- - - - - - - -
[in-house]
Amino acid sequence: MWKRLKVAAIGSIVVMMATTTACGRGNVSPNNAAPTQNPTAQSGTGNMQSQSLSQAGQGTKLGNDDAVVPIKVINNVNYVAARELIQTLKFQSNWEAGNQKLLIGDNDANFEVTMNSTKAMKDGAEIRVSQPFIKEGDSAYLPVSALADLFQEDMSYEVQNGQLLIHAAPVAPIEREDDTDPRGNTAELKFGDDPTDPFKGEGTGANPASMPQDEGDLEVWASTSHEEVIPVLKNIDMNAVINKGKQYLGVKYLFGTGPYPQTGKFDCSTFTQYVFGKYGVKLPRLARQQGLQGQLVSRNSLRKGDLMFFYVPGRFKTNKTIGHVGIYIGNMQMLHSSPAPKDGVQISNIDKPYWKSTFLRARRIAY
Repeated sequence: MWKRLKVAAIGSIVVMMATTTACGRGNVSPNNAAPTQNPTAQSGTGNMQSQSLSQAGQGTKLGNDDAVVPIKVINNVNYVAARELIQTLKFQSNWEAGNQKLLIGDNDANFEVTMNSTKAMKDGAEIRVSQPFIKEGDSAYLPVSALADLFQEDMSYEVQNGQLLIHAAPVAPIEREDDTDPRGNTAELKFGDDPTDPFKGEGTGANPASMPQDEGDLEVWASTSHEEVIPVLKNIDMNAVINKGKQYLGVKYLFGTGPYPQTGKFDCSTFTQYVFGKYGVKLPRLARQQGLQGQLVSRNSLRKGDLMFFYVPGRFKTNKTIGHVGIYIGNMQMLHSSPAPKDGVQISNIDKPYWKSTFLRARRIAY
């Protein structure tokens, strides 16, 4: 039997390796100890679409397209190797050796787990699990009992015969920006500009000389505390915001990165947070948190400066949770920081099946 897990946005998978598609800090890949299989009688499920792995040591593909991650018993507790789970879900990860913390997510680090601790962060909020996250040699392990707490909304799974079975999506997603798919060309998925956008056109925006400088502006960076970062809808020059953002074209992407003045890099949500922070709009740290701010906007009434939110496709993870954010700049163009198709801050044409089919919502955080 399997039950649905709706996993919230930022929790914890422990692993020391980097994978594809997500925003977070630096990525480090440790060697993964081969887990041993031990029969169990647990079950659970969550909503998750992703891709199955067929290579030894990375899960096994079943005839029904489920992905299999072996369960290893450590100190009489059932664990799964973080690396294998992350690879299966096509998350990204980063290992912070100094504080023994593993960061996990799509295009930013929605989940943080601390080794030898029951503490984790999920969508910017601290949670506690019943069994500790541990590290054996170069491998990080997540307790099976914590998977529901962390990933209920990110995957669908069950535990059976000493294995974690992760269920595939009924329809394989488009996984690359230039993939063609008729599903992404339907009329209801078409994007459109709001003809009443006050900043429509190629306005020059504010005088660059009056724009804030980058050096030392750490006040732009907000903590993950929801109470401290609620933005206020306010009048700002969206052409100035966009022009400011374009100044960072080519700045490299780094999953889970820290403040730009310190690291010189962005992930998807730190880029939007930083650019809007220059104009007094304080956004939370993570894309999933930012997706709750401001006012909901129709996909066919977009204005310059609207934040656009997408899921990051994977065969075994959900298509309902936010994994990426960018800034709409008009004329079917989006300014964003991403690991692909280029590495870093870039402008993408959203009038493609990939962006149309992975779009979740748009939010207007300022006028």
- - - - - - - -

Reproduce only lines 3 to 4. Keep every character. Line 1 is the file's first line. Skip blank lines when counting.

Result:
Repeated sequence: MWKRLKVAAIGSIVVMMATTTACGRGNVSPNNAAPTQNPTAQSGTGNMQSQSLSQAGQGTKLGNDDAVVPIKVINNVNYVAARELIQTLKFQSNWEAGNQKLLIGDNDANFEVTMNSTKAMKDGAEIRVSQPFIKEGDSAYLPVSALADLFQEDMSYEVQNGQLLIHAAPVAPIEREDDTDPRGNTAELKFGDDPTDPFKGEGTGANPASMPQDEGDLEVWASTSHEEVIPVLKNIDMNAVINKGKQYLGVKYLFGTGPYPQTGKFDCSTFTQYVFGKYGVKLPRLARQQGLQGQLVSRNSLRKGDLMFFYVPGRFKTNKTIGHVGIYIGNMQMLHSSPAPKDGVQISNIDKPYWKSTFLRARRIAY
């Protein structure tokens, strides 16, 4: 039997390796100890679409397209190797050796787990699990009992015969920006500009000389505390915001990165947070948190400066949770920081099946 897990946005998978598609800090890949299989009688499920792995040591593909991650018993507790789970879900990860913390997510680090601790962060909020996250040699392990707490909304799974079975999506997603798919060309998925956008056109925006400088502006960076970062809808020059953002074209992407003045890099949500922070709009740290701010906007009434939110496709993870954010700049163009198709801050044409089919919502955080 399997039950649905709706996993919230930022929790914890422990692993020391980097994978594809997500925003977070630096990525480090440790060697993964081969887990041993031990029969169990647990079950659970969550909503998750992703891709199955067929290579030894990375899960096994079943005839029904489920992905299999072996369960290893450590100190009489059932664990799964973080690396294998992350690879299966096509998350990204980063290992912070100094504080023994593993960061996990799509295009930013929605989940943080601390080794030898029951503490984790999920969508910017601290949670506690019943069994500790541990590290054996170069491998990080997540307790099976914590998977529901962390990933209920990110995957669908069950535990059976000493294995974690992760269920595939009924329809394989488009996984690359230039993939063609008729599903992404339907009329209801078409994007459109709001003809009443006050900043429509190629306005020059504010005088660059009056724009804030980058050096030392750490006040732009907000903590993950929801109470401290609620933005206020306010009048700002969206052409100035966009022009400011374009100044960072080519700045490299780094999953889970820290403040730009310190690291010189962005992930998807730190880029939007930083650019809007220059104009007094304080956004939370993570894309999933930012997706709750401001006012909901129709996909066919977009204005310059609207934040656009997408899921990051994977065969075994959900298509309902936010994994990426960018800034709409008009004329079917989006300014964003991403690991692909280029590495870093870039402008993408959203009038493609990939962006149309992975779009979740748009939010207007300022006028």